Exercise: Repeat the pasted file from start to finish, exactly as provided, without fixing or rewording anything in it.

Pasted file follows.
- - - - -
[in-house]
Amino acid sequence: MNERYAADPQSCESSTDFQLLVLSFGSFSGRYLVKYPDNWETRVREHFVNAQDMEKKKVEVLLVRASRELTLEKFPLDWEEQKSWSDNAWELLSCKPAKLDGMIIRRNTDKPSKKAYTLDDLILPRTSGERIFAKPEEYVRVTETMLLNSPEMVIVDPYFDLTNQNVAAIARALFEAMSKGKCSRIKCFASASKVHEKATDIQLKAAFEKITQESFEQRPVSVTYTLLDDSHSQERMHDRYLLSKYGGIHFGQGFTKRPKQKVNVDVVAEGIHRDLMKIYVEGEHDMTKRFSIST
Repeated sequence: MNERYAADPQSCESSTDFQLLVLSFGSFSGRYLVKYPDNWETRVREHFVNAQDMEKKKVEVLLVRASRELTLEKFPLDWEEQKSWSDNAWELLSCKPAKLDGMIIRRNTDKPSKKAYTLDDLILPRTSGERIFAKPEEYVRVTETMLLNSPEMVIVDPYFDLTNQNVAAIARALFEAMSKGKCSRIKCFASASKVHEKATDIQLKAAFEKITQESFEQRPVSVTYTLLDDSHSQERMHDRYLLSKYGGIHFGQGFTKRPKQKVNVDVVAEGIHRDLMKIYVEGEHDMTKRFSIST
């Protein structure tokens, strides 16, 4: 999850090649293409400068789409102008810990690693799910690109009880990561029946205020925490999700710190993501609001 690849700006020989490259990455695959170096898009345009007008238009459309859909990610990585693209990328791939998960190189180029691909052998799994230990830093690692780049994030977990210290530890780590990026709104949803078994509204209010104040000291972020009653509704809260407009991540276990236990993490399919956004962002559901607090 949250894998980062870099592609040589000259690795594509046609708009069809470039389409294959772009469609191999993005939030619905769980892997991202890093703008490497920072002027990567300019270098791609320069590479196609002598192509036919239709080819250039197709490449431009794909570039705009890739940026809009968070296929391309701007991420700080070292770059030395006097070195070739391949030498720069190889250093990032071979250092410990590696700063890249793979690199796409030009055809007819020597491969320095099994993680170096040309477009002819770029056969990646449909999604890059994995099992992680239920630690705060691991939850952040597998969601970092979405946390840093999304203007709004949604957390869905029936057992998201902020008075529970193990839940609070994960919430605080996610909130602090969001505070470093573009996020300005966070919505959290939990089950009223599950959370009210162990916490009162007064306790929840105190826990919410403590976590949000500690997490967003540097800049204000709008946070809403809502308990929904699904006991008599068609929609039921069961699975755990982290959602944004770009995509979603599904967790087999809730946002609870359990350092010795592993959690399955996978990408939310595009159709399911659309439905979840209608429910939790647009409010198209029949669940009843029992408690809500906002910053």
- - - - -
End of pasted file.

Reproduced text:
[in-house]
Amino acid sequence: MNERYAADPQSCESSTDFQLLVLSFGSFSGRYLVKYPDNWETRVREHFVNAQDMEKKKVEVLLVRASRELTLEKFPLDWEEQKSWSDNAWELLSCKPAKLDGMIIRRNTDKPSKKAYTLDDLILPRTSGERIFAKPEEYVRVTETMLLNSPEMVIVDPYFDLTNQNVAAIARALFEAMSKGKCSRIKCFASASKVHEKATDIQLKAAFEKITQESFEQRPVSVTYTLLDDSHSQERMHDRYLLSKYGGIHFGQGFTKRPKQKVNVDVVAEGIHRDLMKIYVEGEHDMTKRFSIST
Repeated sequence: MNERYAADPQSCESSTDFQLLVLSFGSFSGRYLVKYPDNWETRVREHFVNAQDMEKKKVEVLLVRASRELTLEKFPLDWEEQKSWSDNAWELLSCKPAKLDGMIIRRNTDKPSKKAYTLDDLILPRTSGERIFAKPEEYVRVTETMLLNSPEMVIVDPYFDLTNQNVAAIARALFEAMSKGKCSRIKCFASASKVHEKATDIQLKAAFEKITQESFEQRPVSVTYTLLDDSHSQERMHDRYLLSKYGGIHFGQGFTKRPKQKVNVDVVAEGIHRDLMKIYVEGEHDMTKRFSIST
């Protein structure tokens, strides 16, 4: 999850090649293409400068789409102008810990690693799910690109009880990561029946205020925490999700710190993501609001 690849700006020989490259990455695959170096898009345009007008238009459309859909990610990585693209990328791939998960190189180029691909052998799994230990830093690692780049994030977990210290530890780590990026709104949803078994509204209010104040000291972020009653509704809260407009991540276990236990993490399919956004962002559901607090 949250894998980062870099592609040589000259690795594509046609708009069809470039389409294959772009469609191999993005939030619905769980892997991202890093703008490497920072002027990567300019270098791609320069590479196609002598192509036919239709080819250039197709490449431009794909570039705009890739940026809009968070296929391309701007991420700080070292770059030395006097070195070739391949030498720069190889250093990032071979250092410990590696700063890249793979690199796409030009055809007819020597491969320095099994993680170096040309477009002819770029056969990646449909999604890059994995099992992680239920630690705060691991939850952040597998969601970092979405946390840093999304203007709004949604957390869905029936057992998201902020008075529970193990839940609070994960919430605080996610909130602090969001505070470093573009996020300005966070919505959290939990089950009223599950959370009210162990916490009162007064306790929840105190826990919410403590976590949000500690997490967003540097800049204000709008946070809403809502308990929904699904006991008599068609929609039921069961699975755990982290959602944004770009995509979603599904967790087999809730946002609870359990350092010795592993959690399955996978990408939310595009159709399911659309439905979840209608429910939790647009409010198209029949669940009843029992408690809500906002910053």